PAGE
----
Commentary

Adrian Beltre should hit pay dirt

Updated: September 28, 2010, 2:22 AM ET
By Gordon Edes | ESPNBoston.com

CHICAGO -- Maybe if Andre Dawson's knees had been stronger by the time he played for the Boston Red Sox, he might have competed with Adrian Beltre as the toughest man to wear a Boston uniform in the past 20 years. Jason Varitek is no worse than first runner-up, just for carrying on stoically despite the dizzying number of body parts that have been battered, bruised and mangled in the course of his career.

But for brute strength, sheer power and a game face so fierce that the guy who made the new movie "Devil" wouldn't have a picture if Beltre had been one of the people trapped on the elevator, the Red Sox third baseman is in a league of his own.

[+] EnlargeAdrian Beltre
AP Photo/John SmierciakFor the second time in his career, Adrian Beltre reached 100 RBIs in a free agent season.

Turns out that there is a way to take Beltre out of the Boston lineup, just when he seems at his most indestructible. If it doesn't happen Tuesday, it may be the next day. Beltre's wife, Sandra, is due at any moment to give birth to the couple's third child, a sister for 6-year-old Cassandra and 4-year-old Adrian Jr., and that's something Beltre doesn't want to miss.

"Probably a little more important than getting his 100th [expletive] RBI," said Mike Cameron, who was sitting next to Beltre on Monday night when reporters closed in, asking questions about the fifth-inning single that drove in Marco Scutaro with the run that gave Beltre dibs on triple digits for just the second time in his big-league career.

Whether he can get back home to Pasadena, Calif., in time is another question.

"I'm going to call right now," he said. "Would I go home for my baby? Oh, yeah, no doubt. The only thing is I'm far away, but hopefully I can get there in time.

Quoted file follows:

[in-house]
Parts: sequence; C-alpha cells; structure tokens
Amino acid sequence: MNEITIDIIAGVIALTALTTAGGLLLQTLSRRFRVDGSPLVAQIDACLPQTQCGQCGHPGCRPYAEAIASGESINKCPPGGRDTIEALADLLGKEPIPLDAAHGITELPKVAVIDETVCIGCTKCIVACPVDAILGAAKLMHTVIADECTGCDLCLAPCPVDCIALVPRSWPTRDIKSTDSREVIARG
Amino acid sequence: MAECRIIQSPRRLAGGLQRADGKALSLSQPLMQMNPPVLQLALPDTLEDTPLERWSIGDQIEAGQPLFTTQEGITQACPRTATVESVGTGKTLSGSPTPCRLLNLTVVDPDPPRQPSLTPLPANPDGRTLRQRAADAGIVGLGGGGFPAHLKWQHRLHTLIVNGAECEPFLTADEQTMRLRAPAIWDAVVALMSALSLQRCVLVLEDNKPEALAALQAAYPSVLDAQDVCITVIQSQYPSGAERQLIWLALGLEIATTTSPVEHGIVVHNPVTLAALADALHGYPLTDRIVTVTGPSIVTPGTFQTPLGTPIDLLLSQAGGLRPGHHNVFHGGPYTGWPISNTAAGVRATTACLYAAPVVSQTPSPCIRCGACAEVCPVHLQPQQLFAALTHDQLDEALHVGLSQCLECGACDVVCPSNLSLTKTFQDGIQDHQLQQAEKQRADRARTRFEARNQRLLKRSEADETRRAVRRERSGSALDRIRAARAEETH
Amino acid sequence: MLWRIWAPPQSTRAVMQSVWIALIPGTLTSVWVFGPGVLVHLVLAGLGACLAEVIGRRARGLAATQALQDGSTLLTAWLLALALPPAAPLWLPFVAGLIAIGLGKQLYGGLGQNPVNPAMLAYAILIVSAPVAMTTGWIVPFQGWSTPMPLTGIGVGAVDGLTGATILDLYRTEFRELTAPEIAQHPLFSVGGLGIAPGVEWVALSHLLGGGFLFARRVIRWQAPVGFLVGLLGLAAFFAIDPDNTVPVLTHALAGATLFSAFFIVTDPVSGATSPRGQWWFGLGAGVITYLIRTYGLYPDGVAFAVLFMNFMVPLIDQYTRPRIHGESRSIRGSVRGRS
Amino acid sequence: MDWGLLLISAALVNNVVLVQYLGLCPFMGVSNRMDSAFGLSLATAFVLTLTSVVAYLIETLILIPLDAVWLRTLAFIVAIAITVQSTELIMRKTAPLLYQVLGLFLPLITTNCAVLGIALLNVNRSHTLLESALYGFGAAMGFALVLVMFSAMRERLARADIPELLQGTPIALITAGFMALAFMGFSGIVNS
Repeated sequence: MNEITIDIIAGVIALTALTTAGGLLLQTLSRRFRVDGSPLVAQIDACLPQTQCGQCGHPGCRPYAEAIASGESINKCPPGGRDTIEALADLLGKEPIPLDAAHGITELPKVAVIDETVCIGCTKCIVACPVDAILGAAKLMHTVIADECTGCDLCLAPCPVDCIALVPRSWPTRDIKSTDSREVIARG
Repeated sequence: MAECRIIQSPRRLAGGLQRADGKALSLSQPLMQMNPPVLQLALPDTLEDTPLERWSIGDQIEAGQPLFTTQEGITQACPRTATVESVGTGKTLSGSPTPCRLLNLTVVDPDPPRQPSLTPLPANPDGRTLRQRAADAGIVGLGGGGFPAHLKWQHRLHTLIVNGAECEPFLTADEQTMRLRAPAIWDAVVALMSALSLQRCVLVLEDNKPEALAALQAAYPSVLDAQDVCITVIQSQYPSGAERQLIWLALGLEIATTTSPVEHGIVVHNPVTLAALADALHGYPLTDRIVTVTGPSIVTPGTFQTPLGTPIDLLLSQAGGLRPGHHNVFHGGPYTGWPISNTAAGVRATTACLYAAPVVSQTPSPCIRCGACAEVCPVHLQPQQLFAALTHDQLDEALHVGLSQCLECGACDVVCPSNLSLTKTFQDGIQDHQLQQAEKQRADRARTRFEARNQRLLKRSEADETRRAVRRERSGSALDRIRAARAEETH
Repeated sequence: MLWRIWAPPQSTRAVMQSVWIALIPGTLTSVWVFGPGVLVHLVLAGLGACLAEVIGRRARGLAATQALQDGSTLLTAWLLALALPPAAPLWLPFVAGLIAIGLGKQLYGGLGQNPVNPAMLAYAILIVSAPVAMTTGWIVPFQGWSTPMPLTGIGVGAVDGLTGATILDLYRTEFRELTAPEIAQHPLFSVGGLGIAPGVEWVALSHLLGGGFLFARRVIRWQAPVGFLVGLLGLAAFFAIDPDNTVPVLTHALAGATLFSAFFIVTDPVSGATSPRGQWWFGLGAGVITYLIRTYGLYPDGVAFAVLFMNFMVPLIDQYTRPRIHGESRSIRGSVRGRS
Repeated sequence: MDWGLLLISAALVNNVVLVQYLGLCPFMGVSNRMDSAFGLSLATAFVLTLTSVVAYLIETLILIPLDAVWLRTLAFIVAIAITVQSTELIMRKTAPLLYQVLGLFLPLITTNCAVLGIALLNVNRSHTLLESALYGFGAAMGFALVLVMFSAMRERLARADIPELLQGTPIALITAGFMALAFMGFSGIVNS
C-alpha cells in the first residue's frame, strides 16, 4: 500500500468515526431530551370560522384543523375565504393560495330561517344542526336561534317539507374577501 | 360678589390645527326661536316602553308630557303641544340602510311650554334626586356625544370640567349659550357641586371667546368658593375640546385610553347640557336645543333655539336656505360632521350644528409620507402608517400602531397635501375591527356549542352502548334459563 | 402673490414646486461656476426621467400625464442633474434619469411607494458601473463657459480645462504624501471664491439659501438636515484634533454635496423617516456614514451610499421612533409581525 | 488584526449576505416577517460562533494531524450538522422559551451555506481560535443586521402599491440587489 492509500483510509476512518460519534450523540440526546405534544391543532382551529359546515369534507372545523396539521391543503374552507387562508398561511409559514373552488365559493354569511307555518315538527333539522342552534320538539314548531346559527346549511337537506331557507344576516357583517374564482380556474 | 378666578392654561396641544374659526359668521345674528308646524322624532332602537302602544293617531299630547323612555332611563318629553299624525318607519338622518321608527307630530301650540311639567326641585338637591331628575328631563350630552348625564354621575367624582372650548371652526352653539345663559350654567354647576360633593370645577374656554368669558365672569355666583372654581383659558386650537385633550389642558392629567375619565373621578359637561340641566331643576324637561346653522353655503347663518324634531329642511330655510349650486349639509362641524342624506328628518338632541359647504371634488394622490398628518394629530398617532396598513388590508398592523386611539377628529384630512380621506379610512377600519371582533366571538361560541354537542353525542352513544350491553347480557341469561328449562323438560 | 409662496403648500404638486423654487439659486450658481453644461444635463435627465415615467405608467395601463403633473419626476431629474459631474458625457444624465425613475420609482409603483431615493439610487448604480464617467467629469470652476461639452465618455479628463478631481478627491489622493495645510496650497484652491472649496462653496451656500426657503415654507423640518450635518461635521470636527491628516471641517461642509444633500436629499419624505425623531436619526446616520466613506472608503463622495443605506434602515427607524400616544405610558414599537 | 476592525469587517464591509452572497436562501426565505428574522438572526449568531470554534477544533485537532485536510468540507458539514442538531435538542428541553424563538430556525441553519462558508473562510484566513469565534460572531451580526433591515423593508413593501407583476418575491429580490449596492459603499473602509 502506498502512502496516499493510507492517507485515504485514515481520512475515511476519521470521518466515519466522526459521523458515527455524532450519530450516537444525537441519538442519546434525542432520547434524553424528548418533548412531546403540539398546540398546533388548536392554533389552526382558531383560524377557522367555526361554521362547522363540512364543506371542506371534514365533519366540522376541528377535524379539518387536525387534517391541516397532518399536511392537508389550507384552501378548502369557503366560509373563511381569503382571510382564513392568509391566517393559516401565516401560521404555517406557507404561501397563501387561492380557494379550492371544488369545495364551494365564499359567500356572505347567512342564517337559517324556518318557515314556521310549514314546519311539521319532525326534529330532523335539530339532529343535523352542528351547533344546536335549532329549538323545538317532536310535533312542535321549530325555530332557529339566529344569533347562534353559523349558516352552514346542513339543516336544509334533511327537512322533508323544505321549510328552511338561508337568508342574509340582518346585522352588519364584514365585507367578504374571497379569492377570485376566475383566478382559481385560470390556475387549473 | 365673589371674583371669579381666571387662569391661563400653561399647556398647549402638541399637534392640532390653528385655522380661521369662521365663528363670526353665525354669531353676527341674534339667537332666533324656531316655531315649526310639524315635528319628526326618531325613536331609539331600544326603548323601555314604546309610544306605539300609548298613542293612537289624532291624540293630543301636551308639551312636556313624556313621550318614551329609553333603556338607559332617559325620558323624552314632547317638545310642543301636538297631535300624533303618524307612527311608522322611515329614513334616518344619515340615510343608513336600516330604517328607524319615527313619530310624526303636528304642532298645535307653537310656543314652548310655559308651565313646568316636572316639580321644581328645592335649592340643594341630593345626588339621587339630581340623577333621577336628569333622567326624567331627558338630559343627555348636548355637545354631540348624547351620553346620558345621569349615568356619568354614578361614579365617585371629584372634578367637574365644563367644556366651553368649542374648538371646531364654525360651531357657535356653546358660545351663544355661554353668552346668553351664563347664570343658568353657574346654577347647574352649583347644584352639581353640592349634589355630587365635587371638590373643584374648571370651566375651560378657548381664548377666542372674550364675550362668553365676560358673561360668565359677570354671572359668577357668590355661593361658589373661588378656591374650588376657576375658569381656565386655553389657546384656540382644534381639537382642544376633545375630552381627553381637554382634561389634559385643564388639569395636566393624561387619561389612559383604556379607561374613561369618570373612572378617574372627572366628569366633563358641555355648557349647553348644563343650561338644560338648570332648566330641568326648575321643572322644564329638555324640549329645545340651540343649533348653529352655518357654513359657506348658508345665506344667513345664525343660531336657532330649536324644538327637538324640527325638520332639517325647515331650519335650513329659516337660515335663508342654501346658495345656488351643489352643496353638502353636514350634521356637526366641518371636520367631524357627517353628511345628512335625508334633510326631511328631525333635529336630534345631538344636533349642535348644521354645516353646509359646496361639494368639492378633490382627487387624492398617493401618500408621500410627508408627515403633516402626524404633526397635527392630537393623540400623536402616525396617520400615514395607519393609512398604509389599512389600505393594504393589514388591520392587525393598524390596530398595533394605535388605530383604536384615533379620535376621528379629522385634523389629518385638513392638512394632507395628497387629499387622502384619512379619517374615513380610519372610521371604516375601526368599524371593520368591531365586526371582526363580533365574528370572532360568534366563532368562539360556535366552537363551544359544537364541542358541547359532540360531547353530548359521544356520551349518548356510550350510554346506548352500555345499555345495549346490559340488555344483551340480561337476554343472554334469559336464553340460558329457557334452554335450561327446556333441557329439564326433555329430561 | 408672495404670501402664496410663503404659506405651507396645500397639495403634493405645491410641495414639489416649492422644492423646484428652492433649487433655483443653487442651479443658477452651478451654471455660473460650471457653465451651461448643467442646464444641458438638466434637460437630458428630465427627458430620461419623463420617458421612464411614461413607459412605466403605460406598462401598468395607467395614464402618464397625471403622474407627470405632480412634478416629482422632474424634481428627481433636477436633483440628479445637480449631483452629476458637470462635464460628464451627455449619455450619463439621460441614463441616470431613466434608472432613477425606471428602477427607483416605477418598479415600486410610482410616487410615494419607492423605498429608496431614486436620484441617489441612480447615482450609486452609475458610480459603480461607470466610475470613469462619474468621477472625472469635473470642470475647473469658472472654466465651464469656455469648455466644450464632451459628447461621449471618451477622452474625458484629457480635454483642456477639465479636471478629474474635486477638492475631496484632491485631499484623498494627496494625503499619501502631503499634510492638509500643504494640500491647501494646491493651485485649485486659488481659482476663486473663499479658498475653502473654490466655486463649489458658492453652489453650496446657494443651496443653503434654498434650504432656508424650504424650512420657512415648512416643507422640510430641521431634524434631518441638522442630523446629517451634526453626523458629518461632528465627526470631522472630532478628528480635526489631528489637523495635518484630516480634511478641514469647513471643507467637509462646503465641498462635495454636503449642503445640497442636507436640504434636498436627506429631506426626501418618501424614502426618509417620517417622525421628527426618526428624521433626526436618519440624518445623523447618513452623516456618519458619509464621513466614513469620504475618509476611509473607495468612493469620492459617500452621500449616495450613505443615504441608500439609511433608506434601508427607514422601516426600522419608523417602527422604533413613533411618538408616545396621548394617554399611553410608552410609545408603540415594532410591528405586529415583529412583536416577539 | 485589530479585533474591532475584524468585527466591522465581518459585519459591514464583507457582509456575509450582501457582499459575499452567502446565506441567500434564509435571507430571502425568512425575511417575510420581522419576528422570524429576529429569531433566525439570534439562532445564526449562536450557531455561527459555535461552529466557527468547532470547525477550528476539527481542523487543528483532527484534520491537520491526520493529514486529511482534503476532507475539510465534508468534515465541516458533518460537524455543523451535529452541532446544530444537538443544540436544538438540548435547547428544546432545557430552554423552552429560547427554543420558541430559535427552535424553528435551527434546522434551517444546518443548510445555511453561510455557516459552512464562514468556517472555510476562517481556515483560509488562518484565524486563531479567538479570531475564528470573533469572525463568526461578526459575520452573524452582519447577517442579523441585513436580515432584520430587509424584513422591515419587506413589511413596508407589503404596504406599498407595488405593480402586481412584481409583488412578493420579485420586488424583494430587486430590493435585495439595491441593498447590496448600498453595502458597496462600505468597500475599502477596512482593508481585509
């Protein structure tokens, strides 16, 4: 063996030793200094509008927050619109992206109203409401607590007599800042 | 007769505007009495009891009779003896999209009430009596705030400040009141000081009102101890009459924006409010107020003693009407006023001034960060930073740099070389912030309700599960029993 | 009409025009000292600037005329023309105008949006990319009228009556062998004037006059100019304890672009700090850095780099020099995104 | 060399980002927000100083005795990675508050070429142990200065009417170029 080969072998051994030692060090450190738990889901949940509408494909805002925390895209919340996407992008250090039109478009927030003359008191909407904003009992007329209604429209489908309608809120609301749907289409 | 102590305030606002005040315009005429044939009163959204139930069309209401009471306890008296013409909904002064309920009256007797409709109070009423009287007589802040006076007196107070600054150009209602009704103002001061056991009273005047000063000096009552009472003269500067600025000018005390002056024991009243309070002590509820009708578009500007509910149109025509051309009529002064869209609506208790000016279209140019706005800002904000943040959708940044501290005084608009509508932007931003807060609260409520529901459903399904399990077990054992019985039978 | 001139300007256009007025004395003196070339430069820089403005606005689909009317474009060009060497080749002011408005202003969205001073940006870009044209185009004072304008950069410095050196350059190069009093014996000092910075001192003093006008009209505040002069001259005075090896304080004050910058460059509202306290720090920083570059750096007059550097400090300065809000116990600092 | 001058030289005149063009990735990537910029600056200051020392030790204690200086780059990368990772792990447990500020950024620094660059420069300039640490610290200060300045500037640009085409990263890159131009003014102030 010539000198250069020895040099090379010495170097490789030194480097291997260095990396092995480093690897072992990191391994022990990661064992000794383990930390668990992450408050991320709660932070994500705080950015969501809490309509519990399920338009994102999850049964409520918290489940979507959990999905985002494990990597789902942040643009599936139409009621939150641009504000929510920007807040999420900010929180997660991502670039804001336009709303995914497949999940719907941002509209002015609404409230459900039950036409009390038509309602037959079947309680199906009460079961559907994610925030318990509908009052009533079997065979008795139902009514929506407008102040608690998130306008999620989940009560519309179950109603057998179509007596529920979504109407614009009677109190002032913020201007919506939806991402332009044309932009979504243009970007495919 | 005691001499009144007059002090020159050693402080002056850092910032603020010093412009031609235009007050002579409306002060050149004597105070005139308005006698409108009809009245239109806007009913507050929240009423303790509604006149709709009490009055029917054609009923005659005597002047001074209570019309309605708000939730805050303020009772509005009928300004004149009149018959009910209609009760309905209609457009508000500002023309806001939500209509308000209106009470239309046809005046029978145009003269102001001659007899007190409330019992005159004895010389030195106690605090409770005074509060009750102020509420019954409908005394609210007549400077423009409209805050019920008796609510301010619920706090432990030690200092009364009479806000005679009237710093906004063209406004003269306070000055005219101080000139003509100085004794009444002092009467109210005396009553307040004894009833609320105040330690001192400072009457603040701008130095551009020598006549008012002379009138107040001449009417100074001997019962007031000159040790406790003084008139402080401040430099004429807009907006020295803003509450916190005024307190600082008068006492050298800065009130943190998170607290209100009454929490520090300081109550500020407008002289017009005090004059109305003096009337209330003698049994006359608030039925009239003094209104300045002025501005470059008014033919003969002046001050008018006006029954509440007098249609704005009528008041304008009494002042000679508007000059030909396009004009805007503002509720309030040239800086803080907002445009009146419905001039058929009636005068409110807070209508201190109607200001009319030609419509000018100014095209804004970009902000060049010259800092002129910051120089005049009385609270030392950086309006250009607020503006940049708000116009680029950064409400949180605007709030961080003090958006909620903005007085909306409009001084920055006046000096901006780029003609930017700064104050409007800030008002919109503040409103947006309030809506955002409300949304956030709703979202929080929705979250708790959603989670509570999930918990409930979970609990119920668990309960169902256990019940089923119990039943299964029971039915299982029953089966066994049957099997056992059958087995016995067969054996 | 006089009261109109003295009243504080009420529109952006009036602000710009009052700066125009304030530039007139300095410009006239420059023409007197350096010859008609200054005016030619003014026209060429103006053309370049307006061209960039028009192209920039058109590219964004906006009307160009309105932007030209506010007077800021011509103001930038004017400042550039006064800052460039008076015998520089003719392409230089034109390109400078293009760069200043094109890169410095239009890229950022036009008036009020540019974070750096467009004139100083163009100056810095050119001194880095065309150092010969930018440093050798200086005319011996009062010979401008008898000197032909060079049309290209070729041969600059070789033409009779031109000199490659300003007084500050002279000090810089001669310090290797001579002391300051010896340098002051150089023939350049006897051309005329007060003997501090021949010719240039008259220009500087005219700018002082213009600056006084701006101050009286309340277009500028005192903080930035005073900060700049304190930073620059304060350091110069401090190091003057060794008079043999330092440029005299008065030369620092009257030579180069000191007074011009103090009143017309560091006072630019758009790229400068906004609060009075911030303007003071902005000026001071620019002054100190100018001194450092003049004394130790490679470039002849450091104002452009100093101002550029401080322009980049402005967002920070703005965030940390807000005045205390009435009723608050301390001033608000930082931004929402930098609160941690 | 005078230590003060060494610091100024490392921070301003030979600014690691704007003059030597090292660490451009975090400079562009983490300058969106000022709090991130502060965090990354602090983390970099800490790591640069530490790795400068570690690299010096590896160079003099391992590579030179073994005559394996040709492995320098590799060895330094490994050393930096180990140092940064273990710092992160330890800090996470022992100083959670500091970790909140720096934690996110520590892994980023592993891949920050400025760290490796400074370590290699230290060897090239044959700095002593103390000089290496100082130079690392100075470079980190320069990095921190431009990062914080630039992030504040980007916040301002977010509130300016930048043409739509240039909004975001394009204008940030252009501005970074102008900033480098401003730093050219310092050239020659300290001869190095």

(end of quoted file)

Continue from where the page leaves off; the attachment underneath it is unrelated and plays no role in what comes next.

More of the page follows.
"I don't give a damn about 100 RBIs."

Still, Beltre admits 100 is better than 99, which is the number he finished with in 2007, or 89, which he had the previous season. "You start looking at the opportunities you had, you think about all the chances you missed, I'd rather have 100."

And as one measure of the success he's had in re-establishing his value on the open market as an elite player, easily one of the most attractive free agents available this winter, 100 RBIs will do just fine, thank you.

Beltre entered free agency after his other 100-RBI season, 2004 with the Dodgers, when he batted .334 and hit 48 home runs to go with 121 RBIs on his gaudy stat line. The Red Sox contacted him then to see if he'd be willing to move to shortstop. The Tigers made a run at him. The Mariners got him, with a five-year, $64 million package.

What about the Dodgers?

"L.A., actually they just played off [the other offers]. They thought I liked it there so much I was going to let other teams go on, and then give me whatever they wanted. They tried to play that card because they didn't even make an offer until I had offers from other teams. Then they said they offered me whatever, but they didn't offer that kind of money."

Wait a second: Does that mean the Red Sox have hurt their chances of retaining Beltre because they haven't made an offer yet?

"I don't know," he said. "What I heard is they don't really like to negotiate during the season, so we didn't. I think I want to hear my options and see what's best for me and my family."

There's one line of thinking that Beltre, who has made Pasadena a permanent home and has been a successful investor in real estate ventures in Southern California, would favor a return to the West Coast. How strong a factor is the pull of home?

"I don't think it's a lot," he said. "I want to be with a team that has a good chance to win it, and this team has it. Even if I have to move to the East Coast, so be it. But it's something that I have to see what my options are and sit with my family and decide what's best for us."

Beltre said he has yet to sit down with agent Scott Boras, who last winter delivered a master stroke when he negotiated a one-year deal with Boston as an alternative to signing a three-year deal with Oakland, the idea being that Beltre would demonstrate his worth in 2010.

That plan has worked spectacularly. From a one-year salary of $9 million this season, Beltre's new price tag expects to be in the $12-15 million range for three or more years, and that might be conservative. The Tigers and Angels loom as two logical bidders for his services, the Athletics have money to spend, and there are surely other teams that will surface.

Put it this way: Beltre's soon-to-be daughter is assured of a very soft landing.

Gordon Edes is ESPNBoston.com's Red Sox reporter. He has covered the Red Sox for 12 years and has reported on baseball for 25 years. Ask a question for his next mailbag here.

Gordon Edes

Red Sox reporter, ESPNBoston.com

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